Micron has just announced its next generation 3D NAND. With 176 layers, the new chip offers a 37% improvement over its closest competitor, Kioxia / Western Digital’s 112-layer BiCS5.
The company says the new NAND will improve both read and write latency by more than a third compared to the previous generation’s 96-layer floating-gate NAND, which could be faster and cheaper solid-state drives.
The manufacturer also claims to offer a die that is about 30% smaller than competing offerings and gets a whopping 1.6 gigatransfers per second (1600 MT / s) on the Open NAND Flash interface bus – a double digit improvement over previous generations.
And here’s the kicker: The 3D NAND chips are already being produced in volume production and shipped to customers, including in Micron’s own Crucial SSD product lines.
What the announcement ultimately means for the end user is more energy-efficient, faster, smaller, and cheaper SSD designs. Meanwhile, for the data center audience, the new chips will deliver sustainability improvements, which is especially beneficial with write-intensive use.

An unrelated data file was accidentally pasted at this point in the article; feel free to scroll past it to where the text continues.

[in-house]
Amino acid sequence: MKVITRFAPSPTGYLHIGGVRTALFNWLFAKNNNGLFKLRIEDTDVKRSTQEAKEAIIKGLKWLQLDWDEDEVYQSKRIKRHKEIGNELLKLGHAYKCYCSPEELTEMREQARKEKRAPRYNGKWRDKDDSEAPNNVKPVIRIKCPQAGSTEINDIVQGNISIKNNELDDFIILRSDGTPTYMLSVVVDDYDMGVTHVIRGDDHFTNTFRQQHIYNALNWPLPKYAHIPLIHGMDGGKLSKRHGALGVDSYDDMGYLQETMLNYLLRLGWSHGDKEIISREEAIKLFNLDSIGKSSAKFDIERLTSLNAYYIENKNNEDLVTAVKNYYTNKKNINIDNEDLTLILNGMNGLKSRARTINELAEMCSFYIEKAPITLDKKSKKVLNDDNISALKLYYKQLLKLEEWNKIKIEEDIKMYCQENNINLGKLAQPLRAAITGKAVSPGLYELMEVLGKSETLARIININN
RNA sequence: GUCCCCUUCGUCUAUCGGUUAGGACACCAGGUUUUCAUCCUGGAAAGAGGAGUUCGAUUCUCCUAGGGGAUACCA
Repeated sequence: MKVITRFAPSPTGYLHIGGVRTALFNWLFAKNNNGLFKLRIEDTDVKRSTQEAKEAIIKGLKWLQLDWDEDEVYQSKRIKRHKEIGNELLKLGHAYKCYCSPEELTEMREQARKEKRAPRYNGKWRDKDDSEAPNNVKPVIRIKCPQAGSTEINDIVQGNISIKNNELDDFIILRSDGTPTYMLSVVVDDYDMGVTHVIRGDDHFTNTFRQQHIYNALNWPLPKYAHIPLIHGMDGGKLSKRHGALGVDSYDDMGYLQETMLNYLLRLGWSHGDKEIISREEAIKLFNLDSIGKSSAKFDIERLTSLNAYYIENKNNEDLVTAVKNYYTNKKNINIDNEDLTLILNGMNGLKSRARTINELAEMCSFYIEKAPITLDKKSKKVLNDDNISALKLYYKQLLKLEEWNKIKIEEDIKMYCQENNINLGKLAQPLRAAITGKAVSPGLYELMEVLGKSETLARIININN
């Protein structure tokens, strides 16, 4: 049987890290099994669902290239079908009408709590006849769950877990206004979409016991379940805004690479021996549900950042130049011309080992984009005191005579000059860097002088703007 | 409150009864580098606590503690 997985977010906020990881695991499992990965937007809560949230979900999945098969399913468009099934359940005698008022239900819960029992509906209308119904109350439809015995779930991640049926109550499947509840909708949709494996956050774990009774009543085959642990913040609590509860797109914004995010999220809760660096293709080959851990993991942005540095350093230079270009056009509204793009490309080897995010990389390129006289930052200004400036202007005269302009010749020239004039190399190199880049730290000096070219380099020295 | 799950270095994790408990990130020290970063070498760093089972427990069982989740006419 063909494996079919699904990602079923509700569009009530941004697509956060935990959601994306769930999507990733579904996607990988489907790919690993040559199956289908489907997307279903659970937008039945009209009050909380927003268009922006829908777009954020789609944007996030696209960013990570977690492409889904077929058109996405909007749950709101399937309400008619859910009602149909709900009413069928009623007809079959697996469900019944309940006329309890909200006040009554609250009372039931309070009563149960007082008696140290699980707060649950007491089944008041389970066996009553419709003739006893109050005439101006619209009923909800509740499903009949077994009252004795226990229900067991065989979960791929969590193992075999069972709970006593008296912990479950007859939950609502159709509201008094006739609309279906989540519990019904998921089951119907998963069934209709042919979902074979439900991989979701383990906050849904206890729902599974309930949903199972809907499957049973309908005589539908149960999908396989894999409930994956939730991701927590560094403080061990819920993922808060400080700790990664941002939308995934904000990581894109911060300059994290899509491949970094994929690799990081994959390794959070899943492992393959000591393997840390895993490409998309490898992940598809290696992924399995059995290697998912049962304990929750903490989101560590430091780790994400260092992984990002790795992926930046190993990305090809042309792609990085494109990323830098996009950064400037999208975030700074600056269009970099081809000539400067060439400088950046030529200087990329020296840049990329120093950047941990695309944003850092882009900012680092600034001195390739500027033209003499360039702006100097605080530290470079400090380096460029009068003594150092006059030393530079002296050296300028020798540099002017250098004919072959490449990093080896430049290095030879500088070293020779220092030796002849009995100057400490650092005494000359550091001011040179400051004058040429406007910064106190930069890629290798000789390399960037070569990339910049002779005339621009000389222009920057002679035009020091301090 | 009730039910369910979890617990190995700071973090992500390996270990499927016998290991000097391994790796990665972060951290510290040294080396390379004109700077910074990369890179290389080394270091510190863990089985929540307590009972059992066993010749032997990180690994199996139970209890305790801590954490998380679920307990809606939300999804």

The 100 TB ExaDrive DC SSD, the largest solid-state drive on the market today, will likely use 64-layer SLC NAND, explaining its dazzling $ 40,000 price tag. In comparison, the cheaper ExaDrive NL 64TB The same company will likely use 96-layer TLC NAND chips, bringing the price down to just $ 10,900 – less than half the cost per TB.
Micron’s new technology can either mean more SSD for your money (e.g. 100TB for $ 10,000) or a much lower price. Ultimately, the company wants to achieve aggressive, industry-leading cost savings that will hopefully reach the end user.
That means hard drive vendors such as Seagate, Toshiba or Western Digital may want to look back to the data center / nearline market. Micron’s new chips can usher in a new generation of extremely high-capacity 3.5-inch SSD drives at relatively low entry points to replace existing spinning drives.